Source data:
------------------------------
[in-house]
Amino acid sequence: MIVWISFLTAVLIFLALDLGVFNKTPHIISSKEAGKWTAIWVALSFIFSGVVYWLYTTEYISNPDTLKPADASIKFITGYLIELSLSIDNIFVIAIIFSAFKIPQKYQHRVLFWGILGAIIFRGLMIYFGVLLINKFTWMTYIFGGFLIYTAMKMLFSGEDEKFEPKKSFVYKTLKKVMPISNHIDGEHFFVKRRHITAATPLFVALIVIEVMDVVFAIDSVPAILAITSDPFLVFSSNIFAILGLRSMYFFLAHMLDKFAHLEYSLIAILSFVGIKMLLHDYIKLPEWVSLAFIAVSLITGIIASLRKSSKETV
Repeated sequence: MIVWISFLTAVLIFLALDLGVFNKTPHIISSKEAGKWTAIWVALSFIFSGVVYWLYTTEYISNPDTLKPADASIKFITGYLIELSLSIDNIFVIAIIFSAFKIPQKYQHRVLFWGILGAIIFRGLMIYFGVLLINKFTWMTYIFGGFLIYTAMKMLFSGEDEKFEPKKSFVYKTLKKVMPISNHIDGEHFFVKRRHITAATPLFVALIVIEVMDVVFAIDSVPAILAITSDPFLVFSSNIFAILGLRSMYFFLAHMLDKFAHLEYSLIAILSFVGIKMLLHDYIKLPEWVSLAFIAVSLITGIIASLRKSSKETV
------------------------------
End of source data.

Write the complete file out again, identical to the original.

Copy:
[in-house]
Amino acid sequence: MIVWISFLTAVLIFLALDLGVFNKTPHIISSKEAGKWTAIWVALSFIFSGVVYWLYTTEYISNPDTLKPADASIKFITGYLIELSLSIDNIFVIAIIFSAFKIPQKYQHRVLFWGILGAIIFRGLMIYFGVLLINKFTWMTYIFGGFLIYTAMKMLFSGEDEKFEPKKSFVYKTLKKVMPISNHIDGEHFFVKRRHITAATPLFVALIVIEVMDVVFAIDSVPAILAITSDPFLVFSSNIFAILGLRSMYFFLAHMLDKFAHLEYSLIAILSFVGIKMLLHDYIKLPEWVSLAFIAVSLITGIIASLRKSSKETV
Repeated sequence: MIVWISFLTAVLIFLALDLGVFNKTPHIISSKEAGKWTAIWVALSFIFSGVVYWLYTTEYISNPDTLKPADASIKFITGYLIELSLSIDNIFVIAIIFSAFKIPQKYQHRVLFWGILGAIIFRGLMIYFGVLLINKFTWMTYIFGGFLIYTAMKMLFSGEDEKFEPKKSFVYKTLKKVMPISNHIDGEHFFVKRRHITAATPLFVALIVIEVMDVVFAIDSVPAILAITSDPFLVFSSNIFAILGLRSMYFFLAHMLDKFAHLEYSLIAILSFVGIKMLLHDYIKLPEWVSLAFIAVSLITGIIASLRKSSKETV